• If you could let your 20-year old self, know one thing, what would it be? – “How important it was to build new relationships with people”

 

Time Stamped Show Notes:

  • 01:40 – Nathan introduces Mark to the show
  • 02:17 – Mark left Eloqua even before the acquisition
    • 03:25 – It was the VCs that pushed Mark to leave
    • 03:54 – Mark still had a great exit from the company
  • 04:10 – Influitive helps companies grow by getting more value out of their happy customers
  • 04:46 – Mark saw the importance of mobilized customers when he was still in Eloqua
  • 05:13 – Influitive created communities where companies invite their customer advocates
  • 05:51 – ACV is $50K annually
  • 06:10 – Influitive currently has 270 customers
  • 06:33 – ARR is close to $10M
  • 06:51 – it would take 4-5 years for Influitive to reach their $100M ARR mark
  • 07:02 – Influitive was founded in 2010
  • 07:21 – Influitive has raised $50M
    • 08:09 – Mark shares why he had to raise
  • 09:13 – Influitive’s growth is faster than Eloqua’s
  • 09:40 – 2016 revenue
  • 10:05 – Influitive is averaging more than 50%, year-over-year growth
  • 10:50 – Influitive is cash flow positive on some months
  • 11:08 – Team size is 125 with 8 people in sales
  • 11:22 – “I want all the sales guys to make money”
    • 12:03 – Increased quotas make it impossible for salespeople to hit their numbers
  • 12:55 – CAC is around $40K
  • 14:10 – Payback period is a year to 15 months
  • 17:01 – The Famous Five

 

3 Key Points:

  1. VCs are there for a reason, trust them.
  2. Reaching one’s quotas takes a much longer time than it did a decade ago.
  3. Networking and relationships are crucial to your personal and business life.

 

Resources Mentioned:

  • Simplero – The easiest way to launch your own membership course like the big influencers do but at 1/10th the cost.
  • The Top Inbox – The site Nathan uses to schedule emails to be sent later, set reminders in inbox, track opens, and follow-up with email sequences
  • GetLatka - Database of all B2B SaaS companies who have been on my show including their revenue, CAC, churn, ARPU and more
  • Klipfolio – Track your business performance across all departments for FREE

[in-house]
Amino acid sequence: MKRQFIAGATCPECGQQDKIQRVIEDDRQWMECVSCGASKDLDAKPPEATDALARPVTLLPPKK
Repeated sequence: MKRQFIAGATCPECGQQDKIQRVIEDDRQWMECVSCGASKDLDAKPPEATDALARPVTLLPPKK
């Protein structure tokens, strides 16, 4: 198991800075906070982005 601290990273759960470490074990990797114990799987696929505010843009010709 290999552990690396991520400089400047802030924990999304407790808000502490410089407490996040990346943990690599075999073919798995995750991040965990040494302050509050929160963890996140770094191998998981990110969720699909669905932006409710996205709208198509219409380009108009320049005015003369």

• Hotjar – Nathan uses Hotjar to track what you’re doing on this site. He gets a video of each user visit like where they clicked and scrolled to make the site a better experience
  • Acuity Scheduling – Nathan uses Acuity to schedule his podcast interviews and appointments
  • Host Gator– The site Nathan uses to buy his domain names and hosting for the cheapest price possible
  • Audible– Nathan uses Audible when he’s driving from Austin to San Antonio (1.5-hour drive) to listen to audio books
  • Show Notes provided by Mallard Creatives
Nov 16, 2017

Naveen Gupta. He’s an entrepreneur with experience building startups and growing a hundred million dollar profit and loss statements. Before cofounding BirdEye, which is his current company, he held executive positions at RingCentral, Monster and Yahoo. He’s launched industry-leading products across advertising, consumer search, social media and monetization. He lives in Sunnyvale, California with his wife and two kids.

Famous Five:

  • Favorite Book? – Predictable Revenue
  • What CEO do you follow? – Brian Halligan
  • Favorite online tool? — Outreach and ZoomInfo
  • How many hours of sleep do you get?— 4-5
  • If you could let your 20-year old self, know one thing, what would it be? – Naveen wished he would have taken more risks and pursued his dreams of starting a company

 

Time Stamped Show Notes:

  • 01:40 – Nathan introduces Naveen to the show
  • 02:19 – BirdEye is the leading SaaS product that helps businesses on their customer journey
  • 02:54 – The two things that drive purchases are customer experience and business ratings
  • 03:20 – BirdEye grows 160%, year-over-year in revenue
  • 03:33 – BirdEye has 25K paying customers
    • 04:40 – Business model is based on location and not per seat
    • 05:20 – On average, a business would have 2-3 locations
  • 05:47 – BirdEye caters from SMBs to enterprise businesses
  • 06:07 – BirdEye has a broad platform which has different functionalities
  • 07:42 – Pricing on SMBs start at $3K and $100K for enterprise per year
  • 08:12 – ACV is around $5K
  • 08:33 – 50% of the revenue is SMB, 30% mid-market enterprise and 20% for channels
  • 09:00 – ACV is per location
  • 09:24 – MRR is close to $2M
  • 10:43 – BirdEye was launched in 2012
    • 10:55 – They came up with the idea after looking for a surgeon with great reviews to take care of their mother
  • 12:07 – BirdEye was initially bootstrapped